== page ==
Based on the popular Hasbro board game—formerly a Parker Brothers board game, and before that, a late-19th-century “talking board” for communing with the dead—the generic horror film Ouija has two messages for consumers: 1. The board is exceptionally durable and cannot be destroyed by fire. (Except under special circumstances; for those, see The Reveal.) 2. Follow the rules. Don’t make them up, like you do with Monopoly.
Those caveats aside, summoning spirits looks like great fun, provided those spirits aren’t trickster demons with outrageously elaborate backstories who will hunt down and murder everyone, whether they remember to say “Goodbye” or not. Corporations like Hasbro don’t often license movies that link their product with mass slaughter, but the game has always relied on divination myths to bring spiritual legitimacy to friends spelling out curse words with the planchette.
In truth, making a movie out of a Ouija board is less challenging than converting something like Battleship, because Ouija boards are tool for séances, which are a feature of many haunted-house stories. And the one fashioned by first-time director Stiles White and his co-writer, Juliet Snowden, isn’t much different from Insidious or The Ring, except for the characters’ apparent mandate to keep finding new reasons to play the game, even if that’s plainly unwise. Olivia Cooke stars as Laine, a young woman trying to fathom why her best friend Debbie (Shelley Hennig) committed suicide. After some poking around, Laine finds the Ouija board the two played with as kids, and brings along four people—her boyfriend (Daren Kagasoff), Debbie’s boyfriend (Douglas Smith), her mysterioso sister (Ana Coto), and a doomed rando (Bianca A. Santos)—to help her contact Debbie’s spirit. They succeed, but their efforts unleash a nastier supernatural force that seems determined to take them out one by one, Final Destination-style.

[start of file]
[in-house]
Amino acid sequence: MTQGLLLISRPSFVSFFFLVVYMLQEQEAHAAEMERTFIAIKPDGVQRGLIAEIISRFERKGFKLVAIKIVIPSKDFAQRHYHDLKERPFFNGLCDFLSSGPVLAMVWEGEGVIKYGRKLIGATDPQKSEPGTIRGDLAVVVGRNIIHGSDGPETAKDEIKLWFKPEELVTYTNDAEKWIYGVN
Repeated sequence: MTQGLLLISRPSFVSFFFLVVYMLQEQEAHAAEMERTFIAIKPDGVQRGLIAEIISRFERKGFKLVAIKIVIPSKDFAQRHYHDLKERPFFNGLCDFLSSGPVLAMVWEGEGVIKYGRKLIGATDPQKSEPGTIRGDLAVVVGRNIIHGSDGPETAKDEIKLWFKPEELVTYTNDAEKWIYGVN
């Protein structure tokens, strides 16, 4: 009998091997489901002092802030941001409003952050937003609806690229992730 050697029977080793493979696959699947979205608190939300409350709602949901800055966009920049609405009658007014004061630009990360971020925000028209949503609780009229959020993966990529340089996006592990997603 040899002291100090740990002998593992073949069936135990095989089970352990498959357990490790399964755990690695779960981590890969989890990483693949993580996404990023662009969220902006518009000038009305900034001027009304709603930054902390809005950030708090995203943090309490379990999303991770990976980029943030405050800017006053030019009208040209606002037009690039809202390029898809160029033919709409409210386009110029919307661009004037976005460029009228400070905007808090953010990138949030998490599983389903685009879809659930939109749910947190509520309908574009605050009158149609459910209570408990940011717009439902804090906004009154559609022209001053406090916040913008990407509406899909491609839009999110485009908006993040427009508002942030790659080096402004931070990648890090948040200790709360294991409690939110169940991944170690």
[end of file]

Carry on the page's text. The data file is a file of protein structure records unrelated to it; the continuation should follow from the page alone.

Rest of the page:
Though some of the scares are typical of PG-13-rated horror movies, where the biggest shocks are usually friends who appear out of nowhere to say “Hello,” Stiles does better once more spirits are circulating and can be seen through the viewfinder on the planchette. Lifting the planchette to eye level is like putting on the sunglasses in They Live: Suddenly, an invisible world becomes terrifyingly visible. The most pressing issue with Ouija is that Stiles and Snowden cannot seem to write a single interesting line of dialogue. They volley between conversational banalities and whatever exposition might be needed to get the film to its next scary setpiece. And the story they create around Debbie, her spooky old house, and the Ouija board needs lots of explanation, mostly involving dull archive searches and a cache of old photographs, though there’s one genuinely compelling scene built around a mental patient (Farrelly favorite Lin Shaye) who used to live in the house.
Horror films don’t necessarily rely on complex or colorful characters the way other genres do; no filmmaker could use these one-dimensional CW-bots in drama or comedy and expect to get away with it. But in a ghost story where Hasbro contributes most of the novelty, watching a handful of boring, interchangeable teenagers get killed off is an exceedingly modest satisfaction. Perhaps Stiles and company will get things right in Ouija Too? [Planchette moves to “NO.”]